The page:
Starbucks is getting into a new business: credit cards.
The Seattle-based coffee giant and Chase on Thursday announced the availability of a Starbucks Rewards Visa credit card, which ties directly into the chain’s Starbucks Rewards loyalty program.
Starbucks is believed to be the first major U.S. restaurant chain to come out with its own co-branded card, though such cards are common among retailers and travel-focused companies such as airlines and hotels.
The co-branded card adds another dimension to the chain’s popular loyalty program, Starbucks Rewards, which has 14 million members in the U.S. Those members now account for 37% of the company’s sales.
“It’s important to us to make earning rewards as easy for our customers as possible,” Matt Ryan, Starbucks chief strategy officer, said in a statement.
Customers who use the card earn “Stars” with every purchase, both in and outside of Starbucks locations. Those Stars can be redeemed for drinks and food at Starbucks locations. New cardmembers get 2,500 Stars after spending $500 within three months, and they get 250 Stars when using their card to load registered Starbucks cards in the mobile app for the first time.
Members get one Star for every $4 spent outside of Starbucks, and one Star for every $1 digitally loaded into the Starbucks card on the mobile app using the Visa card.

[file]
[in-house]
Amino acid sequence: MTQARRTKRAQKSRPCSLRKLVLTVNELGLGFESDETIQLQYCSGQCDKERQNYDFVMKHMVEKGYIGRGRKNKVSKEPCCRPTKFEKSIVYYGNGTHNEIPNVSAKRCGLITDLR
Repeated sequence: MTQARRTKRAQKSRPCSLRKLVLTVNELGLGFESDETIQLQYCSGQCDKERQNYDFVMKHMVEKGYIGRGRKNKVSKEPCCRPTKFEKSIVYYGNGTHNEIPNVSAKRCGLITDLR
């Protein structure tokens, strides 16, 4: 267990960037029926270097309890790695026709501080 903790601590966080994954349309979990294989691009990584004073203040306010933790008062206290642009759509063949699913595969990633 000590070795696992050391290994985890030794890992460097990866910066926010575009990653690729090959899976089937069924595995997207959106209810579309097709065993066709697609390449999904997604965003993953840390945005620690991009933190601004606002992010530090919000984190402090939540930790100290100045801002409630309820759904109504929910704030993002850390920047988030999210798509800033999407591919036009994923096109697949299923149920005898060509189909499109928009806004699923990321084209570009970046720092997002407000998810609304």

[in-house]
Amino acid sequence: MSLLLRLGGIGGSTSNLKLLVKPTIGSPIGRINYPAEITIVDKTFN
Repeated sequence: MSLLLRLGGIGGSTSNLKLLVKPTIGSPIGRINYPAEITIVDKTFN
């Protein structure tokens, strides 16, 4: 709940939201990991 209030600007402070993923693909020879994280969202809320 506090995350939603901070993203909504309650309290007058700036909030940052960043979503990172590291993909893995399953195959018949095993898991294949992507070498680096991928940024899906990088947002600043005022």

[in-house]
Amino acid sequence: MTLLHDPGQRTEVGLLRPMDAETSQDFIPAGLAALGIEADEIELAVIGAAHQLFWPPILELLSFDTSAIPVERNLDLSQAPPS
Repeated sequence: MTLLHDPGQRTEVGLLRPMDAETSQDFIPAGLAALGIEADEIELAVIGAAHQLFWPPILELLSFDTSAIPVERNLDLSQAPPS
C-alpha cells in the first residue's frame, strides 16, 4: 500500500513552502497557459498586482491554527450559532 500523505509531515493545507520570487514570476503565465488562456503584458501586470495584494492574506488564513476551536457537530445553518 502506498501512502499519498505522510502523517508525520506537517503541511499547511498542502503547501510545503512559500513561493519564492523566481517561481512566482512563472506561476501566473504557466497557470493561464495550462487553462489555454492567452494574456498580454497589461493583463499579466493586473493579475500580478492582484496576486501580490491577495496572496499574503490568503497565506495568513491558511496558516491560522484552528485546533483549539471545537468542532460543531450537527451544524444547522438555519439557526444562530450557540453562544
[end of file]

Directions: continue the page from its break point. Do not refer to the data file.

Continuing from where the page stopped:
Visa card users get two Stars for every $1 earned when paying with the Starbucks card as a loyalty member.
The Starbucks Visa card comes with an annual fee of $49.
Starbucks is co-branding the card as it looks to spur traffic inside of its restaurants. The company reported flat transactions in the company’s fiscal first quarter, including a decline during its crucial holiday season.
The company’s stock has fallen more than 9% since that report last week.
Still, Starbucks is hoping that its efforts to make its rewards program more attractive will build membership and sales, giving those customers reason to come into its shops more often.
Starbucks and Chase have an existing relationship—Chase handles payment processing for the coffee chain and Chase Pay is accepted at Starbucks locations.
The two companies are working on a co-branded prepaid card in the U.S., which is expected to launch in April.
“We have a tremendous opportunity to leverage our new digital technologies to initiate and advance additional direct digital relationships,” CEO Kevin Johnson said last week. He said the co-branded credit card would “enhance the value” of the Starbucks Rewards program to its customers.